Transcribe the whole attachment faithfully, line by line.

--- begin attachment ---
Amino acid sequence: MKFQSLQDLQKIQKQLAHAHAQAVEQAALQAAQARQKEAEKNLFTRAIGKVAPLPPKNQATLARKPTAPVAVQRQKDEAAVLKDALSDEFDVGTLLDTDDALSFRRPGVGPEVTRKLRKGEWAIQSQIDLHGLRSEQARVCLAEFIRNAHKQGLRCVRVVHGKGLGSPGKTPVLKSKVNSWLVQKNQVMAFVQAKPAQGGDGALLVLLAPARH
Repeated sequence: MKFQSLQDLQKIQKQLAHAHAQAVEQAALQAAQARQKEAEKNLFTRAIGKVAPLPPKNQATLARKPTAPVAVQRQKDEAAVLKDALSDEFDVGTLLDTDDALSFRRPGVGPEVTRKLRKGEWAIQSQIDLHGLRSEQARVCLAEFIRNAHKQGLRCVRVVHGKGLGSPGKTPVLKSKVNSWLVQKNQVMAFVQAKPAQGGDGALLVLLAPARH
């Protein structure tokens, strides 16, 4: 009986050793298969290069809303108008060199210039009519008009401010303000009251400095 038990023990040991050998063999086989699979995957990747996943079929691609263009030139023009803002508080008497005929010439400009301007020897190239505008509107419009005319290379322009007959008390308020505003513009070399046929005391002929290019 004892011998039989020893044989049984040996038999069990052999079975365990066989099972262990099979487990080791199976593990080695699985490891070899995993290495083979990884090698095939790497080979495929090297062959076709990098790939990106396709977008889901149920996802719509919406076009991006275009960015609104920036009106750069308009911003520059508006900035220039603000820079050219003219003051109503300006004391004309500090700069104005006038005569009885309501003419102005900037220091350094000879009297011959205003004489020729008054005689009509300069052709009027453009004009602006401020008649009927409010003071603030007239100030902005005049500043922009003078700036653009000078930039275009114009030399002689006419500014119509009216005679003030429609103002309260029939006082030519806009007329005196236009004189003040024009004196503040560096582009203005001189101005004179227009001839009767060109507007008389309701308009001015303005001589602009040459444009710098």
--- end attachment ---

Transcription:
Amino acid sequence: MKFQSLQDLQKIQKQLAHAHAQAVEQAALQAAQARQKEAEKNLFTRAIGKVAPLPPKNQATLARKPTAPVAVQRQKDEAAVLKDALSDEFDVGTLLDTDDALSFRRPGVGPEVTRKLRKGEWAIQSQIDLHGLRSEQARVCLAEFIRNAHKQGLRCVRVVHGKGLGSPGKTPVLKSKVNSWLVQKNQVMAFVQAKPAQGGDGALLVLLAPARH
Repeated sequence: MKFQSLQDLQKIQKQLAHAHAQAVEQAALQAAQARQKEAEKNLFTRAIGKVAPLPPKNQATLARKPTAPVAVQRQKDEAAVLKDALSDEFDVGTLLDTDDALSFRRPGVGPEVTRKLRKGEWAIQSQIDLHGLRSEQARVCLAEFIRNAHKQGLRCVRVVHGKGLGSPGKTPVLKSKVNSWLVQKNQVMAFVQAKPAQGGDGALLVLLAPARH
């Protein structure tokens, strides 16, 4: 009986050793298969290069809303108008060199210039009519008009401010303000009251400095 038990023990040991050998063999086989699979995957990747996943079929691609263009030139023009803002508080008497005929010439400009301007020897190239505008509107419009005319290379322009007959008390308020505003513009070399046929005391002929290019 004892011998039989020893044989049984040996038999069990052999079975365990066989099972262990099979487990080791199976593990080695699985490891070899995993290495083979990884090698095939790497080979495929090297062959076709990098790939990106396709977008889901149920996802719509919406076009991006275009960015609104920036009106750069308009911003520059508006900035220039603000820079050219003219003051109503300006004391004309500090700069104005006038005569009885309501003419102005900037220091350094000879009297011959205003004489020729008054005689009509300069052709009027453009004009602006401020008649009927409010003071603030007239100030902005005049500043922009003078700036653009000078930039275009114009030399002689006419500014119509009216005679003030429609103002309260029939006082030519806009007329005196236009004189003040024009004196503040560096582009203005001189101005004179227009001839009767060109507007008389309701308009001015303005001589602009040459444009710098």